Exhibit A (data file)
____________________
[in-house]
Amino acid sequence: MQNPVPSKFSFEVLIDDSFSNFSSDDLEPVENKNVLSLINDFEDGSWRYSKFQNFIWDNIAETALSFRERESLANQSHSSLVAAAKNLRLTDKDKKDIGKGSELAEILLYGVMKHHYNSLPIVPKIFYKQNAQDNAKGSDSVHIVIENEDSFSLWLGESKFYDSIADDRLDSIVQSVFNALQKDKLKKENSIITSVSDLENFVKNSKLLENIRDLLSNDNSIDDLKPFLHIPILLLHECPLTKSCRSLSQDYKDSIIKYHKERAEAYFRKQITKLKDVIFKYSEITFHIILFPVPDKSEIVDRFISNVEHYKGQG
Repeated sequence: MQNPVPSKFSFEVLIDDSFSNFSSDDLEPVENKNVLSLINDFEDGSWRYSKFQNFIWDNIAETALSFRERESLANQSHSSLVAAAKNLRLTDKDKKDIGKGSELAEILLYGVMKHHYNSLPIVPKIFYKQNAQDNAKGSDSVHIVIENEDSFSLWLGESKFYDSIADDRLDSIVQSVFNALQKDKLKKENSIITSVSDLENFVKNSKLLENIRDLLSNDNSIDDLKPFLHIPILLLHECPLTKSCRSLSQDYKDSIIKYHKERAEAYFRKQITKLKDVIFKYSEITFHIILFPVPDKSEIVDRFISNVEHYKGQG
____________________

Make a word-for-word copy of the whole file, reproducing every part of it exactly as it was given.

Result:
[in-house]
Amino acid sequence: MQNPVPSKFSFEVLIDDSFSNFSSDDLEPVENKNVLSLINDFEDGSWRYSKFQNFIWDNIAETALSFRERESLANQSHSSLVAAAKNLRLTDKDKKDIGKGSELAEILLYGVMKHHYNSLPIVPKIFYKQNAQDNAKGSDSVHIVIENEDSFSLWLGESKFYDSIADDRLDSIVQSVFNALQKDKLKKENSIITSVSDLENFVKNSKLLENIRDLLSNDNSIDDLKPFLHIPILLLHECPLTKSCRSLSQDYKDSIIKYHKERAEAYFRKQITKLKDVIFKYSEITFHIILFPVPDKSEIVDRFISNVEHYKGQG
Repeated sequence: MQNPVPSKFSFEVLIDDSFSNFSSDDLEPVENKNVLSLINDFEDGSWRYSKFQNFIWDNIAETALSFRERESLANQSHSSLVAAAKNLRLTDKDKKDIGKGSELAEILLYGVMKHHYNSLPIVPKIFYKQNAQDNAKGSDSVHIVIENEDSFSLWLGESKFYDSIADDRLDSIVQSVFNALQKDKLKKENSIITSVSDLENFVKNSKLLENIRDLLSNDNSIDDLKPFLHIPILLLHECPLTKSCRSLSQDYKDSIIKYHKERAEAYFRKQITKLKDVIFKYSEITFHIILFPVPDKSEIVDRFISNVEHYKGQG